Boko Haram’s headlines in the media are often different and more infrequent than ISIS (Daesh), with Daesh claiming every recent bombing incident — and doing most of them — but they are still very present and continue to plunder Nigerian villages like the pirates of old, only this is no romantic pirate story. Thankfully, the Nigerian Army continues to be steadfast, and Nigerian troops are to be credited with rescuing more than 800 hostages from Boko Haram Islamic fighters this week.
Although both groups have a radical Islamic terrorist foundation, Daesh is more known for torture and bombing places and people. Boko Haram very often operates more by storming villages and kidnapping people — and not only a few people, but entire villages. Al Jazeera reported today that Nigerian Army troops had executed a “clearance operation” in the northeastern region of Nigeria and freed more than 800 hostages from approximately 12 villages, over 500 of them just from the Kusumma village, with over 20 terrorists killed.
Just two days ago, allAfrica reported that Nigerian forces had rescued over 180 hostages from Boko Haram camps who had been held captive for months. Also, as The Guardian reported just last month, Nigerian forces participated in a joint operation with the Cameroon Army to free 850 villagers from the village of Kumshe, which is located close to the Cameroon border. Authorities also seized weapons, ammunition, and mines from that operation.
Boko Haram’s goal is to create an emirate, a territory under their own jurisdiction, in northeastern Nigeria, similar to what Daesh has said it wants. Their game plan is similar to Daesh in that they hit areas, kill or kidnap the residents, and take over the territory as their own.
Boko Haram is most globally known for its kidnapping of 276 school girls in 2014 from the town of Chibok, after which the terrorist group threatened to sell them “in the marketplace”. Several weeks after 53 of the girls managed to escape the fighters, the 223 girls still being held captive had not been found, and the uproar over the Nigerian government not doing enough to find the missing school girls grew louder.
One year later, CNN reported, the more than 200 girls had still not been found. The horrors many fear they have faced are many. The #BringBackOurGirls campaign went viral and then quieted down, as tides do. However, yet another year later, the account on Twitter is still very active and attempts to keep the interest alive to find these girls.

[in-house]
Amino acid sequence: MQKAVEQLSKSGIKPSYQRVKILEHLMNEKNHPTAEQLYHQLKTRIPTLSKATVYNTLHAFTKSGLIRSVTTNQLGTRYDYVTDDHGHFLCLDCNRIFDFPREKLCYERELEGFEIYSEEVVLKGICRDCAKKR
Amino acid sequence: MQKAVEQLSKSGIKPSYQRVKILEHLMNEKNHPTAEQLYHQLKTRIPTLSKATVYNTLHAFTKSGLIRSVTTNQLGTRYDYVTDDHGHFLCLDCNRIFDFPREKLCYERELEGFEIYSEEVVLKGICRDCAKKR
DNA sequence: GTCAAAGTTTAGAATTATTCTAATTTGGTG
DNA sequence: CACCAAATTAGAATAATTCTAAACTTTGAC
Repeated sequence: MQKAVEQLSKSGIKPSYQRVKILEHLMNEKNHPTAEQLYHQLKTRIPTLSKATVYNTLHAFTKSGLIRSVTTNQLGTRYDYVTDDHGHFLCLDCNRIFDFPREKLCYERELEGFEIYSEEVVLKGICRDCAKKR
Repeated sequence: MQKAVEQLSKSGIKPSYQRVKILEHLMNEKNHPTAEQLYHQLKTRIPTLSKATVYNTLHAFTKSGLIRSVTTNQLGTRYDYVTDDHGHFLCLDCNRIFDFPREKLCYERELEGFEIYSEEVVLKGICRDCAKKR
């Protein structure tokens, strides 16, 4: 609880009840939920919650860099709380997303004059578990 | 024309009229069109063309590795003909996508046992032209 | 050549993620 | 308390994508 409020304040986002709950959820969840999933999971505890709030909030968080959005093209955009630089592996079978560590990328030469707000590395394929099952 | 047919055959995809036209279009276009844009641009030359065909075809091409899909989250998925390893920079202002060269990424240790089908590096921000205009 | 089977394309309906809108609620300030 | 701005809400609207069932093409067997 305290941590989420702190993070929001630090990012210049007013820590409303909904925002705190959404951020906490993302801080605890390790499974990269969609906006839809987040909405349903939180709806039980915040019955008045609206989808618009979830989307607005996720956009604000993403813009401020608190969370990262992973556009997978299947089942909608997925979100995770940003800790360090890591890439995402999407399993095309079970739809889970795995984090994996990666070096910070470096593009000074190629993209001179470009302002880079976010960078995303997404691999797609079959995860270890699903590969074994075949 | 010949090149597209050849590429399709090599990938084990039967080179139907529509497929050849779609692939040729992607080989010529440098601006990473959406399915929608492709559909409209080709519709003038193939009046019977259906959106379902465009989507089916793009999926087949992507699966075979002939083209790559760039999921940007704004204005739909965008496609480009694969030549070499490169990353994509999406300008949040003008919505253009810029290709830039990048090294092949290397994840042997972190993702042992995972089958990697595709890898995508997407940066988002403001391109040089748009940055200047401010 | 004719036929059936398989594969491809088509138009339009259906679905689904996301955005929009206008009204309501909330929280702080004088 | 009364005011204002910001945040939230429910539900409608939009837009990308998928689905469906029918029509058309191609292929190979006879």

But Boko Haram has not slowed down. Villages continue to be stormed and destroyed. Women and children continue to be abducted, according to Amnesty International reports. Boko Haram is still intent on building their Islamic world based on Sharia law in the northeastern area of Nigeria. But the Nigerian Army is just as intent on that not happening. They continue to work in conjunction with other troops to fight Boko Haram militants.
In just the last day, Reuters reported that two girls, one barely 15 years old, were detained as suspected suicide bombers. One is being held by Cameroonian soldiers who are part of a multi-national task force that was set up last year specifically to target and combat Boko Haram. The girl declared that she was one of the school girl abductees taken from Chibok in 2014. Her identity is being confirmed by Nigerian authorities.
Boko Haram is using suicide bombers and bomb attacks more frequently the more successful Nigerian forces are in pushing them out of territories once in their control. What may be surprising to some is that the U.S. military has declared Boko Haram the most violent group in the world, but Nigerian forces are gaining ground. In an interview Saturday, Information Minister Lai Mohammed told Al Jazeera that “The Boko Haram insurgency has been massively decimated to the extent that it is no longer in the position to carry out spectacular attacks.”
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